She had been told to hide the necklace despite other staff wearing hijabs, turbans and Hindu bracelets

Mary Onuoha suffered two years of hostility from NHS bosses
Mary Onuoha suffered two years of hostility from NHS bosses

A Catholic nurse who was forced out of her job for wearing a small cross has won her discrimination case against the NHS.

Operating theatre nurse Mary Onuoha was harassed by bosses who claimed she violated the dress code. In a landmark ruling, an employment tribunal de- clared in January that Onuoha’s demotion to a clerical role constituted victimisation and harassment.

She had been told to hide the necklace despite other staff wearing hijabs, turbans and Hindu bracelets. Mrs Onuoha was supported by the Christian Legal Centre.

The Croydon Health Services NHS Trust has apologised and altered its dress code “to ensure it is inclusive and sensitive to all”.

The Christian Legal Centre’s CEO Andrea Williams said: “It was astonishing that an experienced nurse, during a pandemic, was forced to choose between her faith and the profession she loves.

“I hope Sajid Javid pays attention. It would be easy to amend the guidance to clarify that the wearing of crosses by medical staff must be permitted.”


CHILDREN will be ‘dangerously unsupported’ if government plans for a conversion therapy ban go ahead, according to the Association of Christian Teachers (ACT).

ACT has sent a letter to Education Secretary Nadhim Zahawi expressing alarm that teachers and school counsellors could face criminal prosecution for discussing gender/sexuality with pupils.

The letter warns this could lead to teachers not discussing identity issues with confused youngsters, for fear of a legal backlash. The broad definitions of ‘counsellors’ and ‘conversa- tions’ in the plans could particularly affect Christian teachers.

The letter says: “Allegations leading to criminal convictions and a bar from working with children, could result for any adult who does not affirm a child into a trajectory towards changing sex/ gender. This would inevitably mean that children will remain dangerously unsupported due to teachers/professionals being wary of criminal prosecution.”

Children with autism or special educational needs and disabilities are more prone to gender dysphoria, according to ACT, be- cause of differing neurological traits. This could result in these children undergoing ‘radical medical or surgical procedures’ when they most need ‘measured and complex support’.

Christian schools and pupils asking for prayer could also be undermined by the plans, the letter added.

ACT has asked the government to ensure it will not be a criminal offence for those in the teaching profession to express the view “that God made humans male and female, in his image, and has reserved sex for the marriage of one man and one woman”.

The consultation is continuing.


Colin and Karen McArthur – the couple at the centre of the landmark free speech ruling
Colin and Karen McArthur – the couple at the centre of the landmark free speech ruling

The ‘gay cake’ case, which ran for years and was finally settled at the UK Supreme Court, was ratified at the European Court of Human Rights on 6 January.

The Court rejected an appeal by gay campaigners against the decision by the UK court that Ashers Baking Co had the right to refuse to bake a cake carrying a pro-gay marriage message.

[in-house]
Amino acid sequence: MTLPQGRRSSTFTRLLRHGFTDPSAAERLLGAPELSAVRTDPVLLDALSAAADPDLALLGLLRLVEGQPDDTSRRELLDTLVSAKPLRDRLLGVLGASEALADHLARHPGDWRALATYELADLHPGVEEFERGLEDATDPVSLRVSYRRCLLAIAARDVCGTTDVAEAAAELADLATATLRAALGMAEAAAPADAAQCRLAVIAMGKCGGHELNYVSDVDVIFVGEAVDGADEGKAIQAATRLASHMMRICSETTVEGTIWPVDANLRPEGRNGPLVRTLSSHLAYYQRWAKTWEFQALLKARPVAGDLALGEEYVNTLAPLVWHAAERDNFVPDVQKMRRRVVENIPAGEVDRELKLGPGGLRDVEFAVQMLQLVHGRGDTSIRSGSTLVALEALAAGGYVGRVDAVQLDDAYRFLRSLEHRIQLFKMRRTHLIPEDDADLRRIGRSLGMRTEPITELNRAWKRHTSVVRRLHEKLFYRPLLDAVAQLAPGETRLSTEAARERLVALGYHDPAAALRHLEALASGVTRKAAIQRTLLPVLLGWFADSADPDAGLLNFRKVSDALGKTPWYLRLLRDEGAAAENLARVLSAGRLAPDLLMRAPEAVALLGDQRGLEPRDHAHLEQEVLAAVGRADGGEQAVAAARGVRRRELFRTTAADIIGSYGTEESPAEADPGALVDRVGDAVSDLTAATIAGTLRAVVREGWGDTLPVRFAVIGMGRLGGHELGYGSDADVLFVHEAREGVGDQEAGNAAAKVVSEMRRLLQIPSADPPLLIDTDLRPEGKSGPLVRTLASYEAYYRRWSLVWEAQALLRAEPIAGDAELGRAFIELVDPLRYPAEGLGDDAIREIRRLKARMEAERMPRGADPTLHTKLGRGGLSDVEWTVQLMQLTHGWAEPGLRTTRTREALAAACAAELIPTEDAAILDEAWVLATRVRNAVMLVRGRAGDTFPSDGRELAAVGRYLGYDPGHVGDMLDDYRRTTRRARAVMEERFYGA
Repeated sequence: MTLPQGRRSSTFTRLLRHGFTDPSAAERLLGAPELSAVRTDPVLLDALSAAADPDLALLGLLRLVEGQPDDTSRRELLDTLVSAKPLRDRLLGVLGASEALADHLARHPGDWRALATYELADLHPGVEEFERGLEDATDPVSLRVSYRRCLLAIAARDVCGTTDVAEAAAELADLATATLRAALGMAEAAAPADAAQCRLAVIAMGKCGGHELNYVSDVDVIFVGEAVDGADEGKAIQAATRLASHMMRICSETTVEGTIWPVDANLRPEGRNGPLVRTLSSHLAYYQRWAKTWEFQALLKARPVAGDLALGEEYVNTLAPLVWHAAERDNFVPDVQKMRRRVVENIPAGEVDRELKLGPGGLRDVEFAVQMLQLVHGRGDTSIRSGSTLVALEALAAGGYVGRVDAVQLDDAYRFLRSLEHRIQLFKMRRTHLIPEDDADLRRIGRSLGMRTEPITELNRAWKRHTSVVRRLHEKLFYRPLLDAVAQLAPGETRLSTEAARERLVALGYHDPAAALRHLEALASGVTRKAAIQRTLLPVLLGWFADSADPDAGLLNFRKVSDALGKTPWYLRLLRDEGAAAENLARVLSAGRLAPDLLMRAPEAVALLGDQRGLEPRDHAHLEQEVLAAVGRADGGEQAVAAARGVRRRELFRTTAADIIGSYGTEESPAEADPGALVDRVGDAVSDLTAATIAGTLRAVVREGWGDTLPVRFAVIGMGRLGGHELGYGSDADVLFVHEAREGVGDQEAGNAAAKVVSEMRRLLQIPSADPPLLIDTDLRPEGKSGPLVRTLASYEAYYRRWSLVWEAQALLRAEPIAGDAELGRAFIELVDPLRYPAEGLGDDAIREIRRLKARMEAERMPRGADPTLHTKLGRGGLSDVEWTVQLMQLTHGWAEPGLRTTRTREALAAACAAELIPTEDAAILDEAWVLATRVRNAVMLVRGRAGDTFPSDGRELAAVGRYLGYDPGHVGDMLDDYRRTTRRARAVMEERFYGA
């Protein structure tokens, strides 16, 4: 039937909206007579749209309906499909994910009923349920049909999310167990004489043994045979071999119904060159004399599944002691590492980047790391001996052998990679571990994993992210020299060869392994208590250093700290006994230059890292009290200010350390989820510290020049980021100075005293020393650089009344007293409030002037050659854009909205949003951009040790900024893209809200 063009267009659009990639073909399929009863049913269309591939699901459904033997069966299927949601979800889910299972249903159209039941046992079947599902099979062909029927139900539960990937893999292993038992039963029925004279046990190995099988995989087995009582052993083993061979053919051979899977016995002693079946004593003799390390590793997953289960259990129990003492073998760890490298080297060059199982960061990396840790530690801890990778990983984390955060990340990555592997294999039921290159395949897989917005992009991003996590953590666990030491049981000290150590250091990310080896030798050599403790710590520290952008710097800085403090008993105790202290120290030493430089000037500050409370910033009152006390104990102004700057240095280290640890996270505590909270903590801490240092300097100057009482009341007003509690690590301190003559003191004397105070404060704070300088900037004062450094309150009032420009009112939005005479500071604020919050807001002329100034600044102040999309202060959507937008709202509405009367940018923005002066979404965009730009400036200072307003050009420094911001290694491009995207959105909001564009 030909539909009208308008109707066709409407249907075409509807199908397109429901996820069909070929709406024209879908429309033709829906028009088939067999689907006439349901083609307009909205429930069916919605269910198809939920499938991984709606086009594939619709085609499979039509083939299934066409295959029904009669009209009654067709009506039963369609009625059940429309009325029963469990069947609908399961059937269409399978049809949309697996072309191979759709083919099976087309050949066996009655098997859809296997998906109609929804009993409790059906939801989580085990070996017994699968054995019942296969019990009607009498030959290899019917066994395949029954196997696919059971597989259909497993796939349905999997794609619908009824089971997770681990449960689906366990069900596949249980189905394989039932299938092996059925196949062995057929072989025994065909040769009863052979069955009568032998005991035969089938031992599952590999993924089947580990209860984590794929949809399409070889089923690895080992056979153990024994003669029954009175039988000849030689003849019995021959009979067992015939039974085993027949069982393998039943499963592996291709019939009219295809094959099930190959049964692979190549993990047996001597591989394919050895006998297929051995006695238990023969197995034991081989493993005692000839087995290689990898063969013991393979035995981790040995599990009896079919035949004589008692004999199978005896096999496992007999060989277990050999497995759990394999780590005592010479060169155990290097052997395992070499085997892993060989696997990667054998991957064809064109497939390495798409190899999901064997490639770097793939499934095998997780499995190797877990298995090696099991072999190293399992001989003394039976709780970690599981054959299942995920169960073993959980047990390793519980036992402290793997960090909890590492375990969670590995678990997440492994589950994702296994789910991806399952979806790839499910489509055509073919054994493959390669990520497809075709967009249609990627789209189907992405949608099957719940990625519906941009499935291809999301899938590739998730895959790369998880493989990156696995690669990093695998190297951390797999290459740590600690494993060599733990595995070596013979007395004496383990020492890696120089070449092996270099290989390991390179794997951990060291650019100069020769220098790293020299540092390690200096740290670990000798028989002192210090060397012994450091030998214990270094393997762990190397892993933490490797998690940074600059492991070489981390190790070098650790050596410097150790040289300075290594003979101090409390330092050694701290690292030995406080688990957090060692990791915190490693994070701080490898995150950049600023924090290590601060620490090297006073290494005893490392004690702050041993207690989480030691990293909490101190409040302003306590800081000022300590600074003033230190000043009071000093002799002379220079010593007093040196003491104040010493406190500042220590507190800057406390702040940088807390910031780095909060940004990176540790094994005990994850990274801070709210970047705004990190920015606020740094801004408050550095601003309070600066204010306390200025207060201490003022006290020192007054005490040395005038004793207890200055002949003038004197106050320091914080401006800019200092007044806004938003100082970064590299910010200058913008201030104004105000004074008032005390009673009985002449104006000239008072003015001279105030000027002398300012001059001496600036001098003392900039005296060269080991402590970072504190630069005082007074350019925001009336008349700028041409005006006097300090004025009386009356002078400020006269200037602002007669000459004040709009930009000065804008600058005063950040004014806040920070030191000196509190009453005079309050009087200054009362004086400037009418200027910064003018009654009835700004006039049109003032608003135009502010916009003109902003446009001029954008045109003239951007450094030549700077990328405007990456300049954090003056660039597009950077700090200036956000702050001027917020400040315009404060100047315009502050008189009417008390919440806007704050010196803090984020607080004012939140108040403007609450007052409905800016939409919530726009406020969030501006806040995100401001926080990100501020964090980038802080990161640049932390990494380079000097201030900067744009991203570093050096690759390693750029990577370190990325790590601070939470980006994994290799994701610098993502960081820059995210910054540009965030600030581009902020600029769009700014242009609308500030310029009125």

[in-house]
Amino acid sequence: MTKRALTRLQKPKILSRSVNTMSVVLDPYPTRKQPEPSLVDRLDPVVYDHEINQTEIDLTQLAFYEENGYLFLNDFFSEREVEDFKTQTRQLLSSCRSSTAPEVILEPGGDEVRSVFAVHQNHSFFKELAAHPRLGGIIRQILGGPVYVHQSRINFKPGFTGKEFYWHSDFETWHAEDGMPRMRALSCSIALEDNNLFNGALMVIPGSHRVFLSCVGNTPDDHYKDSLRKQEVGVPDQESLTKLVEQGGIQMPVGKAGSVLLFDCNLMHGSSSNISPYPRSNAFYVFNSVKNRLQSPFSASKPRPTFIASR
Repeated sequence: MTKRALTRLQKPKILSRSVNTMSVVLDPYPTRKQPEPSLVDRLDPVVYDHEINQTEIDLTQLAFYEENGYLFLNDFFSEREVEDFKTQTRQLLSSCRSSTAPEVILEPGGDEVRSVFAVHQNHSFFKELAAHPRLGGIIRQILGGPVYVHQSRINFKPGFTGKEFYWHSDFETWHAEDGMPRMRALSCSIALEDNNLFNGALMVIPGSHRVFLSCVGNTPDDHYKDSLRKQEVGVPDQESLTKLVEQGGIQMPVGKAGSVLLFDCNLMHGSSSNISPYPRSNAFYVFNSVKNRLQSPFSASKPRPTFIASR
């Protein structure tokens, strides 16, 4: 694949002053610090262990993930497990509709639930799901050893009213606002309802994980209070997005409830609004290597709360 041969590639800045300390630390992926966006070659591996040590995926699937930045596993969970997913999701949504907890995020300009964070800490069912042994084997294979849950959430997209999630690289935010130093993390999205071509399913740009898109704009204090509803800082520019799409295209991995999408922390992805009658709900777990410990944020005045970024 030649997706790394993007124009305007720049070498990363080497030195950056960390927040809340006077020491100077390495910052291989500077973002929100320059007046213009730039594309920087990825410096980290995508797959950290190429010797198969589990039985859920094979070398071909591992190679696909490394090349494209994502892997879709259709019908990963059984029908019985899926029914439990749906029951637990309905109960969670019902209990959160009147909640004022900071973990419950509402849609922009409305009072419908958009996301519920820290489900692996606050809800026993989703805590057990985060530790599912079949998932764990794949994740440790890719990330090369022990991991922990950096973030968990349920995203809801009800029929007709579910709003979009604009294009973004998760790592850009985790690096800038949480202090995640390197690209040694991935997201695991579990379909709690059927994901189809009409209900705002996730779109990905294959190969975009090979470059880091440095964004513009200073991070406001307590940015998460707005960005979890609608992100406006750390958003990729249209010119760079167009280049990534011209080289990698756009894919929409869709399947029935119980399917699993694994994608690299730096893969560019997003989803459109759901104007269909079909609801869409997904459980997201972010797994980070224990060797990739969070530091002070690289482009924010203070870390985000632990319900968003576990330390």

“This was about freedom of conscience, speech and belief”

The Christian Institute, whose lawyers have supported Northern Irish Christian bakers Colin and Karen McArthur since the dispute began in 2014, welcomed the ruling.

Spokesman Simon Calvert said: “The UK Supreme Court upheld the McArthurs’ rights to freedom of expression and religion. It was disappointing to see another attempt to undermine those rights, so it is a relief that the attempt has failed. I’m surprised anyone would want to overturn a ruling that protects gay business owners from being forced to promote views they don’t share, just as much as it protects Christian business owners.”

The Evangelical Alliance also welcomed the decision. UK di- rector Peter Lynas commented: “This case was about freedom of conscience, speech and belief, and whether someone could be forced to create a message they profoundly disagreed with. To- day’s ruling protects everyone from compelled speech.”


The Christian Institute reports that a group of 25 independent girls’ schools has agreed that boys who identify as female are not admitted.

The Girls’ Day School Trust (GDST) is committed to single-sex education for girls on the basis of biological sex only.

Chief Executive Cheryl Giovannoni explained: “Under current laws and guidance, the GDST believes that an admissions policy based on gender identity rather than the legal sex recorded on a student’s birth certificate could jeopardise the status of GDST schools as single-sex schools.” Transgender campaigner Debbie Hayton hailed the Trust’s stand as a sign that “common sense might be returning”.


Franklin Graham
Franklin Graham

US evangelist Franklin Graham’s rescheduled UK tour will visit Liverpool (14 May), South Wales (21 May), Sheffield (25 May) and London (16 July) this year.

The preacher’s 2020 tour had to be postponed due to the pan- demic and the cancellation of bookings by some venues after gay activists complained. Graham’s organisation, the BGEA, claimed religious discrimination and won compensation.

Currently there are no bookings for Scotland or Northern Ireland.

Entry to the events is free of charge and churches have been offered evangelism training. For more information, visit


An ad campaign by Catholic charity Aid to a Church in Need was taken down by Facebook in November.

The campaign, Hear Her Cries, highlighted the sexual violence against religious minority women and girls by militants and religious extremists in Africa and Asia.

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